India’s International Obligations Form the Basis for a new Equality Law

June 4, 2021 | Mansi Singh

 

Source: http://coalitionforintegrity.org/

 

India has enacted several legislations due to its international commitments. The Rights of Persons with Disabilities Act 2016 was enacted to comply with the United Nations Convention on the Rights of Person with Disabilities. The Protection of Human Rights Act 1993 refers to human rights as outlined in the International Covenant on Civil and Political Rights (ICCPR) and the International Covenant on Economic, Social, and Cultural Rights (ICESCR). These treaties, signed and ratified by India, signify her commitment to the internationally accepted values of equality and non-discrimination. In this post, we look at other international obligations to be fulfilled by India and how a single equality law can help achieve that.

 

UN human rights treaty bodies have repeatedly held that to meet their non-discrimination obligations, States must enact comprehensive anti-discrimination laws that address all spheres of life and provide effective remedies. In 2018, The UN High Commissioner for Human Rights Michelle Bachelet urged India to introduce effective anti-discrimination measures to protect the rights of LGBTQ persons. At the last Universal Periodic Review of India in 2017, it was recommended by multiple nations to adopt a national framework on discrimination, one that covers all forms of de-facto discrimination and to train law enforcement agencies in the field of human rights. The 2018 Committee on UNCRPD also recommended its State parties to adopt comprehensive anti-discrimination legislation.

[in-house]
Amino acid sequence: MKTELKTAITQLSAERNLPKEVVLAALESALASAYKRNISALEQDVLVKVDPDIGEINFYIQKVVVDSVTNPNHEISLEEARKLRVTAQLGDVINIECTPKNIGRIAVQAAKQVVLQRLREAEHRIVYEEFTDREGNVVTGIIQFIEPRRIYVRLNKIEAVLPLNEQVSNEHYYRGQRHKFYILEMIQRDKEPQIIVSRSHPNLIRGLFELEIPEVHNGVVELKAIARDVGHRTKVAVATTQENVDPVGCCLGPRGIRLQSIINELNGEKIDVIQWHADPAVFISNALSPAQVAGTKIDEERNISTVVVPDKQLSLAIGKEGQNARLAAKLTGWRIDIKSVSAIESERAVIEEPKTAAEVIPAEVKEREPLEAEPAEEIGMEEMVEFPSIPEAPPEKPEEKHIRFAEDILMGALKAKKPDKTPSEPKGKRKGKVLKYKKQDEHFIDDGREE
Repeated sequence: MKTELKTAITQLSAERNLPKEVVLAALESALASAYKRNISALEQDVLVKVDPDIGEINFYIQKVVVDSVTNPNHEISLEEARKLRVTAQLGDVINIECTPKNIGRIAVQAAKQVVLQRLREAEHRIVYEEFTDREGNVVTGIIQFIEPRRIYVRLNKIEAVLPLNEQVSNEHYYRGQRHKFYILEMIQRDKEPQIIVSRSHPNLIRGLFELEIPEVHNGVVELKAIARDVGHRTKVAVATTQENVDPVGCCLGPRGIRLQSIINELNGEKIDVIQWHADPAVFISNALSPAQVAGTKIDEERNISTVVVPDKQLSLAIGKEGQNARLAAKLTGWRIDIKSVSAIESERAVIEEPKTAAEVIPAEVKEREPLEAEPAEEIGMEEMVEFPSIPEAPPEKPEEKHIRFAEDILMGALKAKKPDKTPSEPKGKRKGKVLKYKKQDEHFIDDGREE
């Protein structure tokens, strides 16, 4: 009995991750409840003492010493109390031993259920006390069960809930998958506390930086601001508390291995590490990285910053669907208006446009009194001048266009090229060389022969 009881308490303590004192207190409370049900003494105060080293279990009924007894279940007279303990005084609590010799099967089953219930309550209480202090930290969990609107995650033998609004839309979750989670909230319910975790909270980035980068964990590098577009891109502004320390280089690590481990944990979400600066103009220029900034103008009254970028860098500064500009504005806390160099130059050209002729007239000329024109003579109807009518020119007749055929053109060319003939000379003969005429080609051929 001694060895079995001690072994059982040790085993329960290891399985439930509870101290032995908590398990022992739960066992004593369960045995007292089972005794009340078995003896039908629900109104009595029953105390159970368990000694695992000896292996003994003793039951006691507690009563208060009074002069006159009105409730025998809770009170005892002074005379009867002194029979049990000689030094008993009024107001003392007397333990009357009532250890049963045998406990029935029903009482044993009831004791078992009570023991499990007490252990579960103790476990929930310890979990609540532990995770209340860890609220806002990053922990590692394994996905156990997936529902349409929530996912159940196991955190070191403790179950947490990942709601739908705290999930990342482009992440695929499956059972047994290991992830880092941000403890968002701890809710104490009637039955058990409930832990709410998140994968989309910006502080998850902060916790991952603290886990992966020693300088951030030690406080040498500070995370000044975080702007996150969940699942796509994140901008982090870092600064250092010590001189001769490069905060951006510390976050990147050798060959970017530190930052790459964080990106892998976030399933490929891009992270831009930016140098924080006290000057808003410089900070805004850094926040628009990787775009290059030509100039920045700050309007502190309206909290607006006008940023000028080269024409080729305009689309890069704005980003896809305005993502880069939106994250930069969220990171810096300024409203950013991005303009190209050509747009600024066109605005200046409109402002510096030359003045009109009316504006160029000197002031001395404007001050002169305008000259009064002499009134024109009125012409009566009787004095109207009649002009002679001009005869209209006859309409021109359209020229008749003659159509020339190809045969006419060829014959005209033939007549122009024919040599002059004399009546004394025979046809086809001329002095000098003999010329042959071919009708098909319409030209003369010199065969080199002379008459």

As a signatory to the ICESCR, India has obligations under Article 2(2) to ‘guarantee that (economic, social and cultural rights) … will be exercised without discrimination of any kind as to race, colour, sex, language, religion, political or other opinion, national or social origin, property, birth or other status.’ In General Comment 20 in 2009, ICESCR reiterated that ‘adoption of legislation to address discrimination is indispensable in complying with Article 2 (2) of the ICESCR which states that state members must enact legislation to ensure civil and political rights for all citizens, without distinction of any kind. Significantly, Article 26 of ICCPR states that the ‘law shall prohibit any discrimination and guarantee to all persons equal and effective protection against discrimination on any ground such as race, colour, sex, language, religion, political or other opinion, national or social origin, property, birth or other status’.

 

Many of the protected grounds in both ICCPR and ICESCR such as religion, language and political opinion do not have legal protections in India against discrimination. On the other hand, the International Convention on The Elimination of All Forms of Racial Discrimination (CERD), ratified by India, has included caste on the basis of descent since 2002.  The Committee on Elimination of Racial Discrimination in its 2007 Concluding Observations urged India to take more effective measures to tackle segregation and denial of equal access to healthcare and education to Dalits and Adivasis which persist despite the implementation of Scheduled Castes and the Scheduled Tribes (Prevention of Atrocities) Act 1989.